Effects of neonatal cholinergic basal forebrain lesions on excitatory amino acid receptors in neocortex

Research output: Contribution to journalArticle

Abstract

The role of cholinergic basal forebrain projections in the modulation of cortical plasticity and associated functional changes is currently the subject of renewed attention. Excitatory amino acid receptors have been identified as mediators of cortical topographic efferent and afferent information. In addition some of these receptors, notably the NMDA and metabotropic [mGluR] type, participate in cortical plasticity. Growing evidence suggests that interactions between cholinergic and glutamatergic systems contribute to cognitive cortical functions and their anatomical and physiological substrates. Though cholinergic and glutamatergic mechanisms have both been shown to be involved in cortical morphogenesis, few studies have attempted to study their interactions in development. The present study investigates the effect of neonatal lesions to the cholinergic basal forebrain on NMDA, AMPA and mGluR receptors in BALB/CByJ mice, at two different developmental ages. We demonstrated previously that nBM lesions at birth result in transient cholinergic depletion for the first two postnatal weeks, substantial morphogenetic alterations in neocortex and cognitive deficits by adulthood. We show here that unilateral neonatal lesions result in decreases in NMDA and AMPA receptors but increases in mGluRs during the second posnatal week (PND 14). At 30 days postnatal, lesion mediated changes were attenuated, compared with PND 14, but significant sex differences in control and nBM lesioned mice were apparent. These data support the notion that cholinergic/glutamatergic interactions are important during early cortical morphogenesis. Moreover, our results highlight the fact that cholinergic as well glutamatergic developmental mechanisms are sexually dimorphic.

Original languageEnglish (US)
Pages (from-to)645-660
Number of pages16
JournalInternational Journal of Developmental Neuroscience
Volume16
Issue number7-8
DOIs
StatePublished - Nov 1 1998

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Neocortex
Glutamate Receptors
Cholinergic Agents
AMPA Receptors
N-Methyl-D-Aspartate Receptors
Morphogenesis
N-Methylaspartate
Basal Forebrain
Sex Characteristics
Cognition
Parturition

Keywords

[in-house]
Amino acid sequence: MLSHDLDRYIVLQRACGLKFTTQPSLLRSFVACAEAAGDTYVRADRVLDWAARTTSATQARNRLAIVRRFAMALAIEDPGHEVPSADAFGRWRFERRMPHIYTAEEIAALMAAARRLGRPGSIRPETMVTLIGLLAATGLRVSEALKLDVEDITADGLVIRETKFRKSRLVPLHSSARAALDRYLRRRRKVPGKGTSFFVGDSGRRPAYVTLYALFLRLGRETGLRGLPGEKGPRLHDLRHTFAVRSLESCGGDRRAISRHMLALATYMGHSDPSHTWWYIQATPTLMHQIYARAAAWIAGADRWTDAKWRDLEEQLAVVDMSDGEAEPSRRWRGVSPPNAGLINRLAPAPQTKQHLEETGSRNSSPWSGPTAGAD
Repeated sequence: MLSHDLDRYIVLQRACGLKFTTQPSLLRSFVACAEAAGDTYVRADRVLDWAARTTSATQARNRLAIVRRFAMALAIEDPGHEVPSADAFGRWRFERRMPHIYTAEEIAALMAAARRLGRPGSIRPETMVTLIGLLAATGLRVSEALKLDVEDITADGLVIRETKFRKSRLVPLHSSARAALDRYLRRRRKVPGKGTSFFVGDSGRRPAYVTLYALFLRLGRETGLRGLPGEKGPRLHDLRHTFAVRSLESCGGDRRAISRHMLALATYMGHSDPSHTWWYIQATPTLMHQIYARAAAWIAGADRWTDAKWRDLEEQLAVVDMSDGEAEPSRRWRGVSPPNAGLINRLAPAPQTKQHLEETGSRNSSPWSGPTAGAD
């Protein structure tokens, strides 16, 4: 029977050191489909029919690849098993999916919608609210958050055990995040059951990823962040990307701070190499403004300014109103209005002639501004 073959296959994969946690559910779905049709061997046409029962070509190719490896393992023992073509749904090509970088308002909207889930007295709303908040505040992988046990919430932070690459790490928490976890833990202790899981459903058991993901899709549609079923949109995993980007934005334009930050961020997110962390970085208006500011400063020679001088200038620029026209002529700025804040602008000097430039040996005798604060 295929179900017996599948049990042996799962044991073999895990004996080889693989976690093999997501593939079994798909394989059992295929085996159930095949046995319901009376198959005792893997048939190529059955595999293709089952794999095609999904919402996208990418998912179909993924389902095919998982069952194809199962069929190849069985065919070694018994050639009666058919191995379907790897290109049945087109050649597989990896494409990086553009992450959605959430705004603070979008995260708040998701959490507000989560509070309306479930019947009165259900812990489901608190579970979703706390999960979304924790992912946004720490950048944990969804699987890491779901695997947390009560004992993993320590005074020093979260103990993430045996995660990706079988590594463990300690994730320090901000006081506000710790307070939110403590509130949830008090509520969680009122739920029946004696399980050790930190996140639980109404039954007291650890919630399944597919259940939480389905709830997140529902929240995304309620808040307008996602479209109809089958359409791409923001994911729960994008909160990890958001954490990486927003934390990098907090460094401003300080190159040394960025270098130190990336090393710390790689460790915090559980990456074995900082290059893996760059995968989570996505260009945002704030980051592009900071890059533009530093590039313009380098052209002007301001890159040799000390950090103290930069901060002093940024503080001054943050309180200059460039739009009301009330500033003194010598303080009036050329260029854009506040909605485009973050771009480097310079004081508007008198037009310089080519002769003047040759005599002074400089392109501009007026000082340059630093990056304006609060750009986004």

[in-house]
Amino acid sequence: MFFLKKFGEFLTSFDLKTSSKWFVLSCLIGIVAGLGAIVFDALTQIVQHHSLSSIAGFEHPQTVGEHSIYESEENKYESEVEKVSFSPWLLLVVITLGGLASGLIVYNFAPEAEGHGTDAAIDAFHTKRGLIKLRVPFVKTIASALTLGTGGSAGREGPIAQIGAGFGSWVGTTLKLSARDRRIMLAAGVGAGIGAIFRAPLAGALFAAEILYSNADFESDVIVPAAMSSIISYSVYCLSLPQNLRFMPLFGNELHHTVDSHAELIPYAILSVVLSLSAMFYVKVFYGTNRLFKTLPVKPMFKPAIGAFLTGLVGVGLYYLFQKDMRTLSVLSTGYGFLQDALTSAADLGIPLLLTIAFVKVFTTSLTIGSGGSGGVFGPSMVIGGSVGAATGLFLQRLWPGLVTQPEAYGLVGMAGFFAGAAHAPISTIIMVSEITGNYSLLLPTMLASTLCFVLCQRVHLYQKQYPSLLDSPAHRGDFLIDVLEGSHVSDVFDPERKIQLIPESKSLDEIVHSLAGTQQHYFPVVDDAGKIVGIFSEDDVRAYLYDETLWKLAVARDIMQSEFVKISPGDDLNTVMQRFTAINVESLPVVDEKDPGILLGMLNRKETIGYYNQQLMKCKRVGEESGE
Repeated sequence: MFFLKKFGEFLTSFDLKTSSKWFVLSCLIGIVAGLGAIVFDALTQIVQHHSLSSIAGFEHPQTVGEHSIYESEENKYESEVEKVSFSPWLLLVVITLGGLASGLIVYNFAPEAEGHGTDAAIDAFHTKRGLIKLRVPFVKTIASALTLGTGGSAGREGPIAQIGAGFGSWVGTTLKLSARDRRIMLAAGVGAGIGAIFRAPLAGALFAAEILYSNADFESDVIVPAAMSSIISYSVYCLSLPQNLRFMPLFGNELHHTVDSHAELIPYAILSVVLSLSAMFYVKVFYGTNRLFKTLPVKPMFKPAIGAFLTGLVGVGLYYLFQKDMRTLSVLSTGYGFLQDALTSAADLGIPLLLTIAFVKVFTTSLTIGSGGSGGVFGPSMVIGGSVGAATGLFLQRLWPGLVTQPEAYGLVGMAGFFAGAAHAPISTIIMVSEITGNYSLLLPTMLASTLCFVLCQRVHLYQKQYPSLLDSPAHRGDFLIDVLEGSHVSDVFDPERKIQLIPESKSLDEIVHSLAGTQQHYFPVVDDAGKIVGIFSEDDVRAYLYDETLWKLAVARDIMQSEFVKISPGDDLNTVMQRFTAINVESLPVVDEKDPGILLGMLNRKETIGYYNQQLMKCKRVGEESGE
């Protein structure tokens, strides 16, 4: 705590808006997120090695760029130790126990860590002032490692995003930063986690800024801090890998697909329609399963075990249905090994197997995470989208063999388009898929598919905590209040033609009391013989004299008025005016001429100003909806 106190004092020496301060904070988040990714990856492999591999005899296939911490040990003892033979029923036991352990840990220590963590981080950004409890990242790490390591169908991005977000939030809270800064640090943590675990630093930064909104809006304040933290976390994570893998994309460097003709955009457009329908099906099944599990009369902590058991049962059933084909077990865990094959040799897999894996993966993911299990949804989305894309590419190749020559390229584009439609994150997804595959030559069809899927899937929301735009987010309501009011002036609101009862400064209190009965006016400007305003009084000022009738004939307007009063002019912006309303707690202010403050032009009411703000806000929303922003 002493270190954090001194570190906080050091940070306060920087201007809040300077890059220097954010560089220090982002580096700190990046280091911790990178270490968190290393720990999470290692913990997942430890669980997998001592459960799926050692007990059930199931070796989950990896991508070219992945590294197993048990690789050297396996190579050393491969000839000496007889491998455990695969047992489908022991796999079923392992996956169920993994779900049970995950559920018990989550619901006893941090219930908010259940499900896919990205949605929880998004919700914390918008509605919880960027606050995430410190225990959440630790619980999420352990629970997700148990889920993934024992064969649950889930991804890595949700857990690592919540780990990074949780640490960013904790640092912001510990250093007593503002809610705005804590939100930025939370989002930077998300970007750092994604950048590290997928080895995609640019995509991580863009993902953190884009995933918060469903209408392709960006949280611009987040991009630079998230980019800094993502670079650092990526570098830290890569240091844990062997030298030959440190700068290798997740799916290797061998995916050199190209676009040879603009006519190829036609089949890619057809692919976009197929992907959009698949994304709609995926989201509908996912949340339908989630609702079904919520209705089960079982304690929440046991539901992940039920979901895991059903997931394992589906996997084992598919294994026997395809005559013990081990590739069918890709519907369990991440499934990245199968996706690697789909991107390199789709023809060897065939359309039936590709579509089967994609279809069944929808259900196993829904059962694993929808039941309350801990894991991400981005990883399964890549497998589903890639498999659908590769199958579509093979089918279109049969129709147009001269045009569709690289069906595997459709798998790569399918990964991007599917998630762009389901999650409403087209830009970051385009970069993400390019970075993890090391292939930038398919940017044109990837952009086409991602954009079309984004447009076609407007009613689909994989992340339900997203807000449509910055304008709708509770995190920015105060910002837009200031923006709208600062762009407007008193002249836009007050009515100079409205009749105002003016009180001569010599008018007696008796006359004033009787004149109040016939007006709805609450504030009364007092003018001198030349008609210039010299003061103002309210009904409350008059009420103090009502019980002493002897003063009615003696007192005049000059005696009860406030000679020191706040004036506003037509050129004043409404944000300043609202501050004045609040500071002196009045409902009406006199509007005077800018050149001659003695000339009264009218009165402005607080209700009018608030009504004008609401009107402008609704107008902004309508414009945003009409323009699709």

• AMPA
  • Cholinergic basal forebrain lesions
  • Cortical development
  • mGluR
  • NMDA

ASJC Scopus subject areas

  • Developmental Biology
  • Developmental Neuroscience

Cite this

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abstract = "The role of cholinergic basal forebrain projections in the modulation of cortical plasticity and associated functional changes is currently the subject of renewed attention. Excitatory amino acid receptors have been identified as mediators of cortical topographic efferent and afferent information. In addition some of these receptors, notably the NMDA and metabotropic [mGluR] type, participate in cortical plasticity. Growing evidence suggests that interactions between cholinergic and glutamatergic systems contribute to cognitive cortical functions and their anatomical and physiological substrates. Though cholinergic and glutamatergic mechanisms have both been shown to be involved in cortical morphogenesis, few studies have attempted to study their interactions in development. The present study investigates the effect of neonatal lesions to the cholinergic basal forebrain on NMDA, AMPA and mGluR receptors in BALB/CByJ mice, at two different developmental ages. We demonstrated previously that nBM lesions at birth result in transient cholinergic depletion for the first two postnatal weeks, substantial morphogenetic alterations in neocortex and cognitive deficits by adulthood. We show here that unilateral neonatal lesions result in decreases in NMDA and AMPA receptors but increases in mGluRs during the second posnatal week (PND 14). At 30 days postnatal, lesion mediated changes were attenuated, compared with PND 14, but significant sex differences in control and nBM lesioned mice were apparent. These data support the notion that cholinergic/glutamatergic interactions are important during early cortical morphogenesis. Moreover, our results highlight the fact that cholinergic as well glutamatergic developmental mechanisms are sexually dimorphic.",
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